Google to Open a Password-less Login Soon

With the aim to resolve the overwhelming anomalies related to password verification, Google raised the bar for online authentication.

Recently, Google announced the development of high-end and password-less technology known as the FIDO2.

The Fast Identity Online (FIDO) Alliance enables the user to access online platforms by only using fingerprints or phones.

Google’s Pixel phone was used in the initial integration of this sophisticated technology. And according to Google’s press release, the FIDO2 will be integrated on Android handheld devices soon.

According to Dongjing He, Google personnel, this technology will resolve the security issues that password-enabled platforms are currently experiencing. Aside from the possibility of decrypting the alphanumeric security codes, a lot of people also reported that they forgot their passwords (for some reason) resulting them to get no access to a particular application or website.

Indeed, this technology would increase people’s security online. There are no rooms for hackers now since fingerprints are impossible to imitate.

Main Problems of Password Security Verification According to Forbes

  1. Guess Target. Not all people would input a complicated alphanumeric password; hence, a lot of hackers guess them (passwords) once or twice, and then they get access. This is one of the setbacks of the password-enabled login; you cannot guarantee that the computer will hide your password completely.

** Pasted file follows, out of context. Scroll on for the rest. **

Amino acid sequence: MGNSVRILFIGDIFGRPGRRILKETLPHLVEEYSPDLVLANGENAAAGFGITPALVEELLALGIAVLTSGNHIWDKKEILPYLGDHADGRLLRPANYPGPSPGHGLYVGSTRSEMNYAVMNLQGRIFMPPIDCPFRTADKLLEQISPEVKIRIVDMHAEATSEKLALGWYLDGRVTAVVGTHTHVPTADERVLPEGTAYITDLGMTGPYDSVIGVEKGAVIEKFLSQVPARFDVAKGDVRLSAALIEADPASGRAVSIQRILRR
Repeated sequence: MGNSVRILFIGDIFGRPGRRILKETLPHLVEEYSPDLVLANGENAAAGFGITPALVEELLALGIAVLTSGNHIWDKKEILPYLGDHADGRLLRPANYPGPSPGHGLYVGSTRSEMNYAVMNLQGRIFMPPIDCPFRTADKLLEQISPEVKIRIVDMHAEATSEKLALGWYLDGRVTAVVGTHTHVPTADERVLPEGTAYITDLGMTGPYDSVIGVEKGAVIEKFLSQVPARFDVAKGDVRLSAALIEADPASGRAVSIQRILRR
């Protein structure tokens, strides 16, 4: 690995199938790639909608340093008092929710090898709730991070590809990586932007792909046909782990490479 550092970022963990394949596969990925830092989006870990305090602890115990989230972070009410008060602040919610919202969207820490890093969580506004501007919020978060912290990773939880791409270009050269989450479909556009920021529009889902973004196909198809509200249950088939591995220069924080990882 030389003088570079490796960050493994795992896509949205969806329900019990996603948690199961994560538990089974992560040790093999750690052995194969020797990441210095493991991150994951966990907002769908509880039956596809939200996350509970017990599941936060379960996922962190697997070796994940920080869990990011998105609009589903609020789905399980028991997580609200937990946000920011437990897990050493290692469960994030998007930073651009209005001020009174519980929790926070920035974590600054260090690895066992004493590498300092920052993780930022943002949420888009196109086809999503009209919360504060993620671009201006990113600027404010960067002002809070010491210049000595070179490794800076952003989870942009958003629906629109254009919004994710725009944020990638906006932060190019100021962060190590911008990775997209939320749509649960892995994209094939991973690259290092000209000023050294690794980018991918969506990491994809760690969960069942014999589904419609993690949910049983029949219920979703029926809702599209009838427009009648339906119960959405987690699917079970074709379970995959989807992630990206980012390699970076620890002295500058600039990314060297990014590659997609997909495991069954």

2. Forgetfulness. We always want to browse helpful sites. Since a lot of websites are offering great interfaces and services now, chances are you input a lot of passwords. Unfortunately, you will tend to forget these passwords eventually. Even if you wrote the passwords on a piece of paper, it does not guarantee password security.
  3. Exploitation. Some hackers are very good that they can use your login password to exploit your other personal information. In some instances in the past, people complained about unintended cash withdrawals from their ATMs. These people are not aware that online geeks use their passwords to bypass online banking security routines.
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